FRANKFURT // ThyssenKrupp, Germany's biggest steel maker, said a deal for Abu Dhabi MAR to buy its Blohm + Voss civilian shipbuilding assets has fallen apart.
ThyssenKrupp, which also builds submarines, superyachts, engineering plants and elevators, said yesterday a separate planned joint venture with the Emirati company to sell naval surface ships to the Middle East and North Africa had also fallen apart.
The German company did not provide details about why the deal is not moving forward but said an existing deal for Abu Dhabi MAR to buy the civilian shipbuilding assets from HDW Gaarden in the northern city of Kiel, where superyachts and container ships are made, remains in place. Abu Dhabi MAR, a shipbuilding group 70 per cent owned by the Al Ain International Group and 30 per cent by Privinvest, said last year it held orders worth more than €1 billion (Dh5.33bn) and employed more than 2,000 people worldwide. The company could not be reached for comment yesterday.
ThyssenKrupp and Abu Dhabi MAR signed a memorandum of understanding in 2009 as Germany's shipbuilding industry, the largest in Europe, slumped amid the recession. The acquisition was officially announced in April last year. At the time, Ahmed Darwish Al Marar, chairman of the UAE company, said: "This agreement is an important milestone for Abu Dhabi MAR in the implementation of our strategy to position ourselves as a world leading shipbuilding company.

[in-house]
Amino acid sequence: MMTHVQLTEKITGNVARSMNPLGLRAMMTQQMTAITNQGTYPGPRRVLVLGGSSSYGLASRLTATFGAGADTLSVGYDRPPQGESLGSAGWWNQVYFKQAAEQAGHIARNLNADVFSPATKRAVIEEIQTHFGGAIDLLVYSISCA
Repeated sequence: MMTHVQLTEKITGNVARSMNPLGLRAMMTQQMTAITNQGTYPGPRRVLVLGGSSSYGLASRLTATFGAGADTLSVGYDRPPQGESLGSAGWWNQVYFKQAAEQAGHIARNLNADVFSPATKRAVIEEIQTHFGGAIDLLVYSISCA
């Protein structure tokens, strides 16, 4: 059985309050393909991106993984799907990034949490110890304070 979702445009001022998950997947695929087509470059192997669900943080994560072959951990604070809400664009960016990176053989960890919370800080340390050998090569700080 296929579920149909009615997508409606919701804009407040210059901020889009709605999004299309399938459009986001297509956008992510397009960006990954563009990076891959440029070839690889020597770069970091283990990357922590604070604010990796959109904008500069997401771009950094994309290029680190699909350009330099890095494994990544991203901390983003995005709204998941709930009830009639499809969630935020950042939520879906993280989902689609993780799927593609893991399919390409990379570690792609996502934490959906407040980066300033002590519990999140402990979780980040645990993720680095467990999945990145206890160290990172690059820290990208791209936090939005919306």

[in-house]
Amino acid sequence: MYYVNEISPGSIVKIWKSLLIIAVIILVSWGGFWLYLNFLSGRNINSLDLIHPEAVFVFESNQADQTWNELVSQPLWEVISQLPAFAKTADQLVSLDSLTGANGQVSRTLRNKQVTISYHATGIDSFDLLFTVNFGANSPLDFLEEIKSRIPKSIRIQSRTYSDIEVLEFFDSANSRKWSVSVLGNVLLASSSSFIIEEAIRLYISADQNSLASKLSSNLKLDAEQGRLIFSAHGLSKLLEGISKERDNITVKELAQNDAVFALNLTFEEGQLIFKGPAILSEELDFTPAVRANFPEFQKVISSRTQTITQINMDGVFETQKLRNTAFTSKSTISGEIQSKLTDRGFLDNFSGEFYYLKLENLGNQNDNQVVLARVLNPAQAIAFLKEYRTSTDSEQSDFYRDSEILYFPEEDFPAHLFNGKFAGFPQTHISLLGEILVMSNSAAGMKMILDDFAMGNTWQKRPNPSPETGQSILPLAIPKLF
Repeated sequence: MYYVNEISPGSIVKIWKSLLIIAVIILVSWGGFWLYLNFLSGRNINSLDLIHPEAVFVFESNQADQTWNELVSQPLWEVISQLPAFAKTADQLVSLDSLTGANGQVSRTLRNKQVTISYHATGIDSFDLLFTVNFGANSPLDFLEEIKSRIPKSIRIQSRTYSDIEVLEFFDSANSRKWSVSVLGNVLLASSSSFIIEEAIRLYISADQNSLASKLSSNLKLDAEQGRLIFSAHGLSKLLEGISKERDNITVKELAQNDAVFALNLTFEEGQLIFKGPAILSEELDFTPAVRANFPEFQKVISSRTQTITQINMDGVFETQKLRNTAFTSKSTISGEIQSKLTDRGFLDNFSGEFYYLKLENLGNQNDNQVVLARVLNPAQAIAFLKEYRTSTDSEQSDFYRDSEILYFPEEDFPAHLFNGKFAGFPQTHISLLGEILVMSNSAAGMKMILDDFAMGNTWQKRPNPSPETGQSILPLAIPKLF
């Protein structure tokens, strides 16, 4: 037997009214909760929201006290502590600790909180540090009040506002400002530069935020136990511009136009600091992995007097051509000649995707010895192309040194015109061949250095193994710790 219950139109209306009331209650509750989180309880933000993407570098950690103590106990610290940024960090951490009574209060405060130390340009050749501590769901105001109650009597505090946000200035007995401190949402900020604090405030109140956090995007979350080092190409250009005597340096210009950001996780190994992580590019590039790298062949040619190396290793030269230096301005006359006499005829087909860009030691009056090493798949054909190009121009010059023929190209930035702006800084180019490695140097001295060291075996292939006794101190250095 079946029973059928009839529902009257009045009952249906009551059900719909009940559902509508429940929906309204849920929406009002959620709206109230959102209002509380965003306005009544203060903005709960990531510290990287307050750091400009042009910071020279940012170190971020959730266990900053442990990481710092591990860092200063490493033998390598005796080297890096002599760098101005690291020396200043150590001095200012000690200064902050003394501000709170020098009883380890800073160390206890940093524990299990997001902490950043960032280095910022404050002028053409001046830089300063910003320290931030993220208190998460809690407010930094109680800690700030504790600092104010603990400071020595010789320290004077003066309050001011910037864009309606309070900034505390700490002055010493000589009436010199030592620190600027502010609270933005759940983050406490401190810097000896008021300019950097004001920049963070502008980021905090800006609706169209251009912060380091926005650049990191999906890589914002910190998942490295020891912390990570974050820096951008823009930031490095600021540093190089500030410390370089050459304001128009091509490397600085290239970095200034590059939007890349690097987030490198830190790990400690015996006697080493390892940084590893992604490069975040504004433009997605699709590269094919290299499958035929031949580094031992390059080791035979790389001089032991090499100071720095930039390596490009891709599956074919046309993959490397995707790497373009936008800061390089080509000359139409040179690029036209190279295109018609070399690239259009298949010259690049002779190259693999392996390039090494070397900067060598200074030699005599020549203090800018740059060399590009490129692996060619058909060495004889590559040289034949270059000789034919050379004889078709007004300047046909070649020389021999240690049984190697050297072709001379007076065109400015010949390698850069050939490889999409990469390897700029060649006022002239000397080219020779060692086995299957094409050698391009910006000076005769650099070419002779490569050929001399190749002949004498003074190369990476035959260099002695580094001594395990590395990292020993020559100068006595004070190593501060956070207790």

"The aim of this transaction is to generate long-term growth, strengthen the international market position of the company, expand our product range and gain access to new customers."
ThyssenKrupp's civilian shipbuilding assets are bundled in three units of Blohm + Voss Shipyards & Services, all based in Hamburg and involved in building superyachts and ship components as well as repair.
Blohm + Voss Naval, also based in Hamburg, makes naval surface ships and signed a deal in April for a 50-50 marketing joint venture withAbu Dhabi MAR.
ThyssenKrupp will retain the jewel of its shipbuilding assets, Howaldtswerke Deutsche Werft in Kiel, which makes submarines for Germany and its Nato partners. ThyssenKrupp said yesterday its marine systems division clinched a contract worth about €2bn to build six Class 214 submarines for Turkey, affirming it strategy to focus only on naval shipbuilding.
Last month ThyssenKrupp said it would spin off its non-core businesses, including its stainless steel unit, Europe's largest producer, as part of a €10bn divestment plan that would also refocus its car parts arm.